Well, I’m sure he’s fine, but he watched as two of his marks were surpassed on Saturday.
First, David Ortiz set the major league record for RBIs by a designated hitter, passing Martinez’s mark of 1,003. Then, later that night, Ichiro Suzuki broke Edgar Martinez’s franchise record for career hits, notching his 2,248th hit in a Mariners uniform.
Both were a foregone conclusion, of course, but the Ortiz mark is one that probably has more significance from a legacy perspective for Martinez. His Hall of Fame case has been premised on the notion that he is the best DH ever. I still think that’s the case, but if Ortiz doesn’t slow down, he’ll likely take that title, either on the merits or in the popular consciousness. Given that Martinez’s Hall of Fame vote was surprisingly anemic in his first year on the ballot — 32.9% — methinks it bodes ill for his future chances.
At the end of January, the Nationals signed relievers Joe Nathan and Matt Albers. Today the Nationals have released Joe Nathan and Matt Albers.
Nathan, 42, pitched in just ten games last year, totaling only six and a third innings, between the Giants and the Cubs. He missed the entire 2015 season except for one third of an inning on Opening Day. Albers pitched in 58 games for the White Sox last year, posting an unsightly 6.31 ERA He pitched wonderfully in 30 games in 2015 however.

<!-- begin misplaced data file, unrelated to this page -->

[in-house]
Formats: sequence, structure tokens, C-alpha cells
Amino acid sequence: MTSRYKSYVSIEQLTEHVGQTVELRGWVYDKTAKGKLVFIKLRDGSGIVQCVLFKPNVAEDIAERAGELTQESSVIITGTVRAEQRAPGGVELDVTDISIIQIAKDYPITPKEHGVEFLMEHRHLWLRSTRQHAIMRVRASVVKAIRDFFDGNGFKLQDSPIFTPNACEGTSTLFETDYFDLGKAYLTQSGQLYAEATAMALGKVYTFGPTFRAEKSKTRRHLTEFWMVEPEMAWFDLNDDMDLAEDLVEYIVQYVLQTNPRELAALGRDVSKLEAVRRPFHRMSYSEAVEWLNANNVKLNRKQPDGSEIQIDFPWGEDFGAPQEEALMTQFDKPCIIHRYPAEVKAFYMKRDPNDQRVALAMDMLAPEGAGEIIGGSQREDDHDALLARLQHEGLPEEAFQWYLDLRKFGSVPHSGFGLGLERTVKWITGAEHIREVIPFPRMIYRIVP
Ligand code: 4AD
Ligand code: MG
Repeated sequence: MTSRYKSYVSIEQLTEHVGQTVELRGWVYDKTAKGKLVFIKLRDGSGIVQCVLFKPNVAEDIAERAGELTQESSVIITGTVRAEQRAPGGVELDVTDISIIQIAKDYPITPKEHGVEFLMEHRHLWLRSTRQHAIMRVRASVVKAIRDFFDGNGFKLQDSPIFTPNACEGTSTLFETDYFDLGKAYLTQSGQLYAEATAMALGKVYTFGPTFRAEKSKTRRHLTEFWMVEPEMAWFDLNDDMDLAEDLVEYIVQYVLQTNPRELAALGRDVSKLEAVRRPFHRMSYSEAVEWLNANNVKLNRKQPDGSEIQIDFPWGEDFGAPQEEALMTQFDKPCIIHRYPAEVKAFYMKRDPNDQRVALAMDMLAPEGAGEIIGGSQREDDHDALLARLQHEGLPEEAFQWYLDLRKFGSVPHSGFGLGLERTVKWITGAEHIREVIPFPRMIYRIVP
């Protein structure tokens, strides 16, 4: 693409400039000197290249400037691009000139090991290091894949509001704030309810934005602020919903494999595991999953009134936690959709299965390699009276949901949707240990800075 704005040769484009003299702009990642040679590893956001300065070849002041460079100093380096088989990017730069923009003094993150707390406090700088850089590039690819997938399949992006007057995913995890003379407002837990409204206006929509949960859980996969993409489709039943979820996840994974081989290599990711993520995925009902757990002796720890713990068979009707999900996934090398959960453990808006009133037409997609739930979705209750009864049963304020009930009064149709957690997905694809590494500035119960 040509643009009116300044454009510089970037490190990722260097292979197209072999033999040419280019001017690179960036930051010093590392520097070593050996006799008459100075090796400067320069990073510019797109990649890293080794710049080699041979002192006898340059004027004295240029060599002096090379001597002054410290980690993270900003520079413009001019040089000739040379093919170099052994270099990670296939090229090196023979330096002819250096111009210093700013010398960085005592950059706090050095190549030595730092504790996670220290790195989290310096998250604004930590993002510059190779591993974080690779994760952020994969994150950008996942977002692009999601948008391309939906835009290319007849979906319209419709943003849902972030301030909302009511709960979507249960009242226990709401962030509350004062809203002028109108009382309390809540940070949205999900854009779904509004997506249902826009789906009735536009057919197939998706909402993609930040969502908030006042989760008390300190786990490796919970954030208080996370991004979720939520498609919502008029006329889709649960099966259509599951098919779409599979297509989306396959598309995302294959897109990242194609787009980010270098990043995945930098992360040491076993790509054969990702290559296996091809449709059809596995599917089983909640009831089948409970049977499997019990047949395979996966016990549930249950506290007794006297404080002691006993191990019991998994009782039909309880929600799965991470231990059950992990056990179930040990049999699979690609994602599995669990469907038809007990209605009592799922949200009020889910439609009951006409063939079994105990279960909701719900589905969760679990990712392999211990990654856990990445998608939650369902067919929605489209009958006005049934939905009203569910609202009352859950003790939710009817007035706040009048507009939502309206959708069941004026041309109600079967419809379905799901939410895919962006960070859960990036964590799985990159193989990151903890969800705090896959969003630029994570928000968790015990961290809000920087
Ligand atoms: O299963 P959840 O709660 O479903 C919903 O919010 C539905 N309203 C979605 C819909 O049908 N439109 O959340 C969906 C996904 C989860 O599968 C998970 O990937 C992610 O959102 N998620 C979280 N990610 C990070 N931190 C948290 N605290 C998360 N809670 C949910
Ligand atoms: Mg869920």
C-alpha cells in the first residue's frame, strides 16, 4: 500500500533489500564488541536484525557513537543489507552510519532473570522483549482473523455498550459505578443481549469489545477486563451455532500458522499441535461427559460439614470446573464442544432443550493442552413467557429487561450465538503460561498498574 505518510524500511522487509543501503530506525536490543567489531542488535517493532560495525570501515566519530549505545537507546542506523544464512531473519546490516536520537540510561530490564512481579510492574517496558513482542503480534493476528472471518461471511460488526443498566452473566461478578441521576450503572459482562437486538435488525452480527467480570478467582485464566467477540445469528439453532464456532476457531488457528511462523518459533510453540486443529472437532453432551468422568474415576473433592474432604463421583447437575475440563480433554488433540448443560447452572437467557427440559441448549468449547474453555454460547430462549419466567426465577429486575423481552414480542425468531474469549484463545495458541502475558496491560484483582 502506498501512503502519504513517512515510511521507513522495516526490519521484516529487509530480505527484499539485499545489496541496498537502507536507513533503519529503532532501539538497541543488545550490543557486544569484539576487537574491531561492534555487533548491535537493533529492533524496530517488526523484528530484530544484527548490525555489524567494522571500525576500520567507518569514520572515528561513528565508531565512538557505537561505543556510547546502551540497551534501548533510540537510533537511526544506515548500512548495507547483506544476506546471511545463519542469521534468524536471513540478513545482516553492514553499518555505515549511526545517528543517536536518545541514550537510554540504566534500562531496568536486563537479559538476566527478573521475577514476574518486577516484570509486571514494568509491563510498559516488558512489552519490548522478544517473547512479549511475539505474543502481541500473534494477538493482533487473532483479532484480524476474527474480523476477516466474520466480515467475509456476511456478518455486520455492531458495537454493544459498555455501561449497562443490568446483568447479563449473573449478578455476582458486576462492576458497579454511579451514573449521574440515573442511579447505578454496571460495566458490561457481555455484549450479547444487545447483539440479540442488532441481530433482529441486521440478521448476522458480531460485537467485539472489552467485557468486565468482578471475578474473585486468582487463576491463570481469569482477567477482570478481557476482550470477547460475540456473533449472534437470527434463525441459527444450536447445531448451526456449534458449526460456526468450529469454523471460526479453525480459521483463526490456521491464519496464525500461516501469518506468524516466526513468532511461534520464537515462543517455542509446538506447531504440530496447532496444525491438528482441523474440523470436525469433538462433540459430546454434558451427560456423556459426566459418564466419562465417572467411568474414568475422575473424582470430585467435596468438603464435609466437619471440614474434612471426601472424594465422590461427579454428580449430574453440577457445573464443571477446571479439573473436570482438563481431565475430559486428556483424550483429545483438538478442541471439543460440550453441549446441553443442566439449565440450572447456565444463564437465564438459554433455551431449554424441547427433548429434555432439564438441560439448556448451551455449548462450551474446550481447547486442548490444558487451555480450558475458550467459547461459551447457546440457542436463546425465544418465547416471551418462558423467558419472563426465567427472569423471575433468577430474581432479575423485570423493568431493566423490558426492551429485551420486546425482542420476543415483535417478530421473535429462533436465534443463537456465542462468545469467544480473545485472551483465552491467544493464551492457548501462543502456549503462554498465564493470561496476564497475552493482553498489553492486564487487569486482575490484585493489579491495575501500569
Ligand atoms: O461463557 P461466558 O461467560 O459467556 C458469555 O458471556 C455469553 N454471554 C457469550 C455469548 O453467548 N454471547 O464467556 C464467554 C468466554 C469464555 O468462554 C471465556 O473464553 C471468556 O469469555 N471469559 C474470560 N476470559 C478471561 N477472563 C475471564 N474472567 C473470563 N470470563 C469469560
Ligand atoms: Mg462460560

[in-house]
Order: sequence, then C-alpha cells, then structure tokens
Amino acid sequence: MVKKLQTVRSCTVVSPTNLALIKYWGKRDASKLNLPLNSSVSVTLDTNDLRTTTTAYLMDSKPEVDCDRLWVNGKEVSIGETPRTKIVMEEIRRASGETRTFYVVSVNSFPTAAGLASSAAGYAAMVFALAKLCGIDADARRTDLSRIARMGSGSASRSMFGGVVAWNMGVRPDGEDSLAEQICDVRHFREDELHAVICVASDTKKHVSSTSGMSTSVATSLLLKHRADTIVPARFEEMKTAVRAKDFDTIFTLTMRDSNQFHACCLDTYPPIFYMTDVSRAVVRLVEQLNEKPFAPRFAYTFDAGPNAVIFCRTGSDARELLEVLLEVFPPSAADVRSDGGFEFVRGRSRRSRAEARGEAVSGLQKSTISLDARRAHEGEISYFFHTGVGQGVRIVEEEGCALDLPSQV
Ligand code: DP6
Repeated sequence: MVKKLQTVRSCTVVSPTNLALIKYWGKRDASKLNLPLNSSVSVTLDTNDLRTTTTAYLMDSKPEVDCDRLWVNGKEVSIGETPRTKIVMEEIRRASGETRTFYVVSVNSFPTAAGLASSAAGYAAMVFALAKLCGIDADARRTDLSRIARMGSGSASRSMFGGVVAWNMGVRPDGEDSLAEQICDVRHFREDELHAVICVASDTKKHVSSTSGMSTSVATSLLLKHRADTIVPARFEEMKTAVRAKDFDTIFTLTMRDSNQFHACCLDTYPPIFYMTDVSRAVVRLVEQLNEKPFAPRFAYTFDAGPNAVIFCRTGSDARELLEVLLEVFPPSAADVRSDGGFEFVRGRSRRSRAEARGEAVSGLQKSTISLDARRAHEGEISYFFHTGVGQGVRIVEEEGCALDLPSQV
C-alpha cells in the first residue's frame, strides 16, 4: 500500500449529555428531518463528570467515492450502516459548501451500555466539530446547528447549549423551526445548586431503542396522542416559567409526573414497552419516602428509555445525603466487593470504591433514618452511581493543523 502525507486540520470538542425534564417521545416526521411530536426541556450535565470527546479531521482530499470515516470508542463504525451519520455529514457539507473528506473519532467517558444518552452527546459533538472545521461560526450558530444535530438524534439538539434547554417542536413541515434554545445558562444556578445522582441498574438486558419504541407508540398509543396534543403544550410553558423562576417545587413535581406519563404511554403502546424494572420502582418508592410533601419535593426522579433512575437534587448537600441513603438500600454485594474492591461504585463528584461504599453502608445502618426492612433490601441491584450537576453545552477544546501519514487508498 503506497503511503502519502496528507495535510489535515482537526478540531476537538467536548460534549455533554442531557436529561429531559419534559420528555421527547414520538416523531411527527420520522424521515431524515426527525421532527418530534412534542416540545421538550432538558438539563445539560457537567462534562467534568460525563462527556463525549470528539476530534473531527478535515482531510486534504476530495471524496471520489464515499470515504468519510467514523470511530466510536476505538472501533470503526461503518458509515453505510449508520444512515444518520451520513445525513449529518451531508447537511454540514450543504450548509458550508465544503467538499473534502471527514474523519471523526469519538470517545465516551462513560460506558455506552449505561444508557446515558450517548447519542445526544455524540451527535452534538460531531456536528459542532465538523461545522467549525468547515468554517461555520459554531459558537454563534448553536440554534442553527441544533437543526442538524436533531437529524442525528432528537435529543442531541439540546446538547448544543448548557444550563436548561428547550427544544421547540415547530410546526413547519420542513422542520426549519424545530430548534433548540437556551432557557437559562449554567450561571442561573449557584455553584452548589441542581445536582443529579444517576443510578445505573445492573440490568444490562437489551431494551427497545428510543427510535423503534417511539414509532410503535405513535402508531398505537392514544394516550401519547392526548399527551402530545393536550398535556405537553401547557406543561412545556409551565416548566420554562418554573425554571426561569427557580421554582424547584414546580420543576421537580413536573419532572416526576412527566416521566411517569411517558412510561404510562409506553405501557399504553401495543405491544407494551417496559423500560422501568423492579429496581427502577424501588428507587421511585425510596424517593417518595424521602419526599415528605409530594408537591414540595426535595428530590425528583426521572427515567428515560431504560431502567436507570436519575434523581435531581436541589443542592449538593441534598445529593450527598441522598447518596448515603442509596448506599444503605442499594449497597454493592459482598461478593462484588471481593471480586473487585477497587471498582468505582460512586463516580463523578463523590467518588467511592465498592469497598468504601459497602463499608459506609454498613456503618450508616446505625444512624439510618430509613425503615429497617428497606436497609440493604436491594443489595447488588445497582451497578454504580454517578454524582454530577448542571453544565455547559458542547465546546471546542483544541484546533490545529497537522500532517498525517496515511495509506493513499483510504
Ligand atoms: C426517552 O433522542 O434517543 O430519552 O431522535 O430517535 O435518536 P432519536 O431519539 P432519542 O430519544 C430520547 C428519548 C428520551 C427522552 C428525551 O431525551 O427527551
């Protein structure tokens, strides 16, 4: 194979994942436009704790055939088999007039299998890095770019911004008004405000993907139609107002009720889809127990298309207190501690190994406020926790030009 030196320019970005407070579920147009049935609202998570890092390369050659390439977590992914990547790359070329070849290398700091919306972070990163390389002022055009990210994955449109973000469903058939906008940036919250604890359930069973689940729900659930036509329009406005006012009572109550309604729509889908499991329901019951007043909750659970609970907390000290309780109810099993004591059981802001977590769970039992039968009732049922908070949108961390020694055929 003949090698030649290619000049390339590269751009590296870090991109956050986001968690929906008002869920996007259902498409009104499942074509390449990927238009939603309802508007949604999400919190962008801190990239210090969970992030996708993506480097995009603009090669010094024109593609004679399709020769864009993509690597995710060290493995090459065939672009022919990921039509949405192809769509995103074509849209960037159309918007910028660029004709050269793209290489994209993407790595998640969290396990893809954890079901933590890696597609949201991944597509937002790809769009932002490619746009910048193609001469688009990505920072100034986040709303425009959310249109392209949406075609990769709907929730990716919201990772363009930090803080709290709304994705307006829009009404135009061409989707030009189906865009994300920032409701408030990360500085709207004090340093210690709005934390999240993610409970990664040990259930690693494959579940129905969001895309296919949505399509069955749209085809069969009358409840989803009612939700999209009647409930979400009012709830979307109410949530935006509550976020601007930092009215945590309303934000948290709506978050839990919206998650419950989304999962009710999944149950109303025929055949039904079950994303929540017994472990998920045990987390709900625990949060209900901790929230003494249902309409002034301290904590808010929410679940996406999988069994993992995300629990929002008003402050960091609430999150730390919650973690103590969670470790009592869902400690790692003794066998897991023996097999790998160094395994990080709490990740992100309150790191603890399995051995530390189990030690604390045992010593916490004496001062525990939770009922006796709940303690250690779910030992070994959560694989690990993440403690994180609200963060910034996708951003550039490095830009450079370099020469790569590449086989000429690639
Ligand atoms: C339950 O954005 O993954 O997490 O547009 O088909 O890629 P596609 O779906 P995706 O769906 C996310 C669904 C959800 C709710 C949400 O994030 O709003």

This spring Nathan and Albers pitched in more games than any other Nats relievers. Twelve for Nathan, ten for Albers. And they pitched well, with Nathan giving up five earned runs and Albers none. Apparently, however, there just isn’t room on the roster for those two.
This could be the end of the line for Nathan, a 16-year veteran with 377 career saves.
The substance of the report is not shocking. Francisco Lindor is one of baseball’s brightest young stars and the Cleveland Indians would, no doubt, wish to lock him up for an extended period of time. The surprising part is the guy who reported that, yes, the Indians are working to get Lindor a seven-year extension.
That guy: six-year-old Brody Chernoff, son of Indians general manager Mike Chernoff. Brody was invited into the team’s broadcast booth during the ninth inning of their game against the Chicago White Sox. Indians announcer Tom Hamilton asked, no doubt jokingly, if his working on anything interesting. Brody:
“He’s trying to get, um, Lindor to play for seven more years,”
Again, not shocking. It would’ve been way worse if Brody had said “Dad’s working on a three-way deal that’ll send Naquin to an NL team in order to affect a three-way trade that’ll land us Verlander without having to deal directly with a divisional rival.” But I imagine Dad still would’ve preferred he not mention that.